Chronic neurogenic lesions of the external anal sphincter and abdomino-perineal dyssynergia in chronic constipation.Ital J Gastroenterol Hepatol. 1999 Oct; 31(7):574-9.IJ
Neuropathy of the pudendal nerves which may be found in constipated patients has been considered the result of pelvic floor descent due to the repetitive acts of straining at stool. However, the relationship between abdominopelvic dyssynergia, which may lead to repetitive acts of straining and neurophysiopathologic alterations of the pelvic floor has not yet been fully elucidated.
Of this study was to assess the relationship between neurophysiologic alterations of the external anal sphincter, patterns of altered evacuation and defaecographic pelvic floor physiology in 32 patients with chronic idiopathic constipation.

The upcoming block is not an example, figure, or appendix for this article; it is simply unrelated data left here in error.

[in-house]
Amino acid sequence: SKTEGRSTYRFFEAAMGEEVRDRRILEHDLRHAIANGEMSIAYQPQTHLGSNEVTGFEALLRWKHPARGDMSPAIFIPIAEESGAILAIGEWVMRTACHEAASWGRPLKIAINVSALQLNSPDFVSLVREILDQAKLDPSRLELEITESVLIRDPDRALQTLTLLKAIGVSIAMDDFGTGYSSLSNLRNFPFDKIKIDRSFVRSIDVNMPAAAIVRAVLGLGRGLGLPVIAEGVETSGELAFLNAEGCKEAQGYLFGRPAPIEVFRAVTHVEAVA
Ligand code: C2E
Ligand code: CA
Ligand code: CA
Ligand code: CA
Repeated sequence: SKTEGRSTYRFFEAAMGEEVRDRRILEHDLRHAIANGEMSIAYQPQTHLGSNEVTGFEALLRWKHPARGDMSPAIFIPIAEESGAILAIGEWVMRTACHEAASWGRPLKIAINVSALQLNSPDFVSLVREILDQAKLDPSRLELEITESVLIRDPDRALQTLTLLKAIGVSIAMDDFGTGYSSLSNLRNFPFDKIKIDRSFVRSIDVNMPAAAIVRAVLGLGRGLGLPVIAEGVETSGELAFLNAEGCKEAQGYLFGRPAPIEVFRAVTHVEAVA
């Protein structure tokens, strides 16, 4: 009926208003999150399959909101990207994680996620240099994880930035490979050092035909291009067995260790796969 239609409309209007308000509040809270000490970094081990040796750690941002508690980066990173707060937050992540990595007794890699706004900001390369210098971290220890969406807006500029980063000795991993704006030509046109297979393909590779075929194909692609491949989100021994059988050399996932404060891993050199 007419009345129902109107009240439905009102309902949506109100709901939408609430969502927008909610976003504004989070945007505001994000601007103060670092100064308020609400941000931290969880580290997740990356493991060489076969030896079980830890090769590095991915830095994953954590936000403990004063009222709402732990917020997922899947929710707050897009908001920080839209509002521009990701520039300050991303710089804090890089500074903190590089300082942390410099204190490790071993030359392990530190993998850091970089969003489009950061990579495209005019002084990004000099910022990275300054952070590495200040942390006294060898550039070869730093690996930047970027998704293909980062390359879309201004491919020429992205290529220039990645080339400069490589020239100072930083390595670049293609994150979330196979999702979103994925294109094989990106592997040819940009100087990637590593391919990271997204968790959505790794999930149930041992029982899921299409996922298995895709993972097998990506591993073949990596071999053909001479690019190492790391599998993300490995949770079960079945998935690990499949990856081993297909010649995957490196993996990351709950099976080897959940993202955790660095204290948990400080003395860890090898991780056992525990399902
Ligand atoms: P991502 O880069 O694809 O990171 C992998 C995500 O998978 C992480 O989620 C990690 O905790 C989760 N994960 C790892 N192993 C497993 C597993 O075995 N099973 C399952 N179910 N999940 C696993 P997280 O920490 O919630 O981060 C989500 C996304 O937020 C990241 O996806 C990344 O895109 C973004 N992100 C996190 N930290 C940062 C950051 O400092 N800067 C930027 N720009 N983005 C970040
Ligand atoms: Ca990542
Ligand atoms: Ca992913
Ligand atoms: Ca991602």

At electromyography partial muscle denervation, identified as chronic neurogenic lesions of the external anal sphincter, were found in 19% and dyssynergia (co-contraction of external anal sphincter and abdominal muscles) in 34% of the investigated subjects. Patients with different electromyography patterns did not differ as far as concerns symptoms of altered evacuation, bowel frequency, use of digital manoeuvres, age, and duration of symptoms. The presence of neurophysiologic alterations was significantly associated with altered defaecographic findings: reduced ano-rectal angle at rest in chronic neurogenic lesions and abdomino-pelvic dyssynergia (p < 0.01); excessive pelvic floor descent in the presence of chronic neurogenic lesions (p < 0.05).
In chronically constipated patients symptoms of altered defaecation do not appear to be related to abdomino-pelvic dyssynergia and/or chronic neurogenic lesion of the external anal sphincter and do not show any association with defaecographic alterations. These results suggest that straining at evacuation can be induced by additional factors other than abdomino-pelvic dyssynergia and chronic neurogenic lesions and that these two alterations have different pathogenetic mechanisms.